There is a subtle shift from condemnation to conviction, from worthless to unworthy, from gift to anointing. For years I suffered under condemnation and I am so excited and blown away to see how Jesus lifted condemnation off of my life and replaced it instead with conviction. Until He set me free I couldn’t imagine what it felt like to walk in this freedom; I don’t think I even understood that it was possible. I equated condemnation with guilt and since we are all guilty of sin before the Lord (Romans 3:10), I thought it was normal to feel how I did. But condemnation takes your guilt and grinds it into your very soul, making you feel worthless, no good, a failure and a disappointment. Condemnation says, “you’ll never be better than this!” Our guilt does not have to lead to condemnation though when we are in Christ, because when He went to the cross for us, nay even before that, before the world was formed God had His plan in mind (Ephesians 1:4) and He had removed condemnation and replaced it with His forgiveness and loving kindness through the plan of the cross. Jesus already knew all about us (Romans 5:8) and that is why He endured the cross, not to condemn (John 3:17) but to justify. Our guilt is meant to convict us in the light of His holiness and compassion. When we feel worthless that is condemnation from Satan, for Jesus considered us worthy to die for. We are valuable to God, we are His children; the reason for His suffering is that He saw value in us and could not leave us to suffer the consequence of our sin. We are not worthy of His sacrifice but that does not mean we are worthless! There is nothing we could do to deserve His grace, but our worth and value are inherent in our very being: for we are made in the image of God. (Genesis 1:27)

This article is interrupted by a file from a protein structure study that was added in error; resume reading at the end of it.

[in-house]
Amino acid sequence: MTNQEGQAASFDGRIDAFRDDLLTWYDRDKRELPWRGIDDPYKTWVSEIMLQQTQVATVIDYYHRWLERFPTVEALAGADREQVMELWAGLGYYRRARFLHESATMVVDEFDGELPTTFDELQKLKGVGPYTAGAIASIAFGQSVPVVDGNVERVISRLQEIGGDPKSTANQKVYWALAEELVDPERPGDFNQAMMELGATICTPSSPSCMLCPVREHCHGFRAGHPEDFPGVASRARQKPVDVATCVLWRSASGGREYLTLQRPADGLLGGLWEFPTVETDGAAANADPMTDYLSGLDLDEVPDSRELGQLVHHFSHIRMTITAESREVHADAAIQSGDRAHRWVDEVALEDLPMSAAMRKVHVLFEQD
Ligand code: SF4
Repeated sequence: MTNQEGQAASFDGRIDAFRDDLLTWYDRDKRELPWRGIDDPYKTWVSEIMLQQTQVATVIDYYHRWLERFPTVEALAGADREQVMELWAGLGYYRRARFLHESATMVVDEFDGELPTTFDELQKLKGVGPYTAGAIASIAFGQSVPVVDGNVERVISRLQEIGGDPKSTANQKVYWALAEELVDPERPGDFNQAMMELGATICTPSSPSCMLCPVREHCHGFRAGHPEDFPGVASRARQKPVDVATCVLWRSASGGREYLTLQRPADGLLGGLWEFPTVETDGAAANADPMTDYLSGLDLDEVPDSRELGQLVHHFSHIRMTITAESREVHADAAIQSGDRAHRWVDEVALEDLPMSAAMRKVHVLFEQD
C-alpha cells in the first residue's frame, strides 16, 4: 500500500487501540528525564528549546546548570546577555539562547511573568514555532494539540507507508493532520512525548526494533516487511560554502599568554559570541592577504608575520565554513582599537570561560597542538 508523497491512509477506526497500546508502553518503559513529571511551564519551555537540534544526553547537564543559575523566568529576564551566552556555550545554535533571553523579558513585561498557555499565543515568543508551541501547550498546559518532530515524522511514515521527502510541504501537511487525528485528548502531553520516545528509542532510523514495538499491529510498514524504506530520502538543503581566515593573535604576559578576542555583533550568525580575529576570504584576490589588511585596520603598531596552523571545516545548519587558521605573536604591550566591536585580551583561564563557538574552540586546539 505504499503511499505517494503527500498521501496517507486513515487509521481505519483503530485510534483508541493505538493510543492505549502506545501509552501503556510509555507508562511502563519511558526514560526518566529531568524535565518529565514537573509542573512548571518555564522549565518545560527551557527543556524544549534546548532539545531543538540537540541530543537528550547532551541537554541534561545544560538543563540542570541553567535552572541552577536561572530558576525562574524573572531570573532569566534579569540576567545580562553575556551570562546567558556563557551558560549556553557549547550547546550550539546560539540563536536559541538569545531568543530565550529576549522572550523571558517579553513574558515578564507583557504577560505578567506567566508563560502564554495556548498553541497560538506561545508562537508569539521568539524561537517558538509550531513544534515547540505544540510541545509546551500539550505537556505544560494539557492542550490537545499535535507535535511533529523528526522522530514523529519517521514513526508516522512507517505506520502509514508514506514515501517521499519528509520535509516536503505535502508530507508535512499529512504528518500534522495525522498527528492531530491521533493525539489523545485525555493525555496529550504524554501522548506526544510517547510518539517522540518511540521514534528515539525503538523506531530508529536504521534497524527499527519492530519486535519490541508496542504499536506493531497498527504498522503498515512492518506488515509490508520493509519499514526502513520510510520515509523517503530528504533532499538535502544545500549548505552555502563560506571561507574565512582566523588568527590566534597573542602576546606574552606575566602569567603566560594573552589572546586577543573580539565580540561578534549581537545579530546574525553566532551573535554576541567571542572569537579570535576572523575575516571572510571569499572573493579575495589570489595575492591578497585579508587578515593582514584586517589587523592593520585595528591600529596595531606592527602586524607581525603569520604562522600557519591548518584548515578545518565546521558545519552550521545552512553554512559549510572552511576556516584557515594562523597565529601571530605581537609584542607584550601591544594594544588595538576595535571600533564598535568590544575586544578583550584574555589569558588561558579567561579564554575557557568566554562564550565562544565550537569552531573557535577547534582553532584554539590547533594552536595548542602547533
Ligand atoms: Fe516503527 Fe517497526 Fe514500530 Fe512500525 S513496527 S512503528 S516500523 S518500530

When we see ourselves rightly and made right(eous) through the blood of Jesus (Romans 5:9), we also start to perceive the subtle shift between our gifts – those things that God has given us as a talent – and His anointing on those gifts. When we use our gifts and talents in our own strength, we can build on them, strengthen them, improve them. We may even be able to make the world sit up and take notice, receiving accolades, awards and earthly praise. I feel sorry though for the one to whom these successes come, either easily or through their own effort and exercise of their gift. It deceives us into believing in our own strength and abilities when the Bible clearly tells us that without Christ we can do nothing. (John 15:5) Let me clarify, we can do nothing of eternal value. We can be deceived into thinking our efforts and work here are producing results that are valuable but God knows that only what we do through Him will remain. We can work and exercise our talent to great worldly acclaim and recognition only to find ourselves standing in a heap of ashes when we come face to face with the One in whom all things hold together. For God will try our works by fire, to see if they are straw and stubble or gold and silver. Anything that we do on our own, for our own reward and glory will be burned up, leaving us with just a useless pile of ashes. (1 Corinthians 3:11-13; 13:3) What we do through His anointing and for His glory will withstand the fire and emerge purified, an offering for Him. While I am starting to see some of the talents and gifts that God has given me, I am so glad that none of them are good enough to impress the world. I know that I am wired in such a way that if my gifts were acknowledged by the world, I could easily be swept away by the excitement and recognition. When I humble myself to seek God first and His righteousness, I am aware of His anointing on the gifts He has given me and it makes me careful, allows me to see that anything I produce that would cause people to praise, is not of my own doing but is orchestrated by Him for His glory, so that I can tell the only story worth telling, His.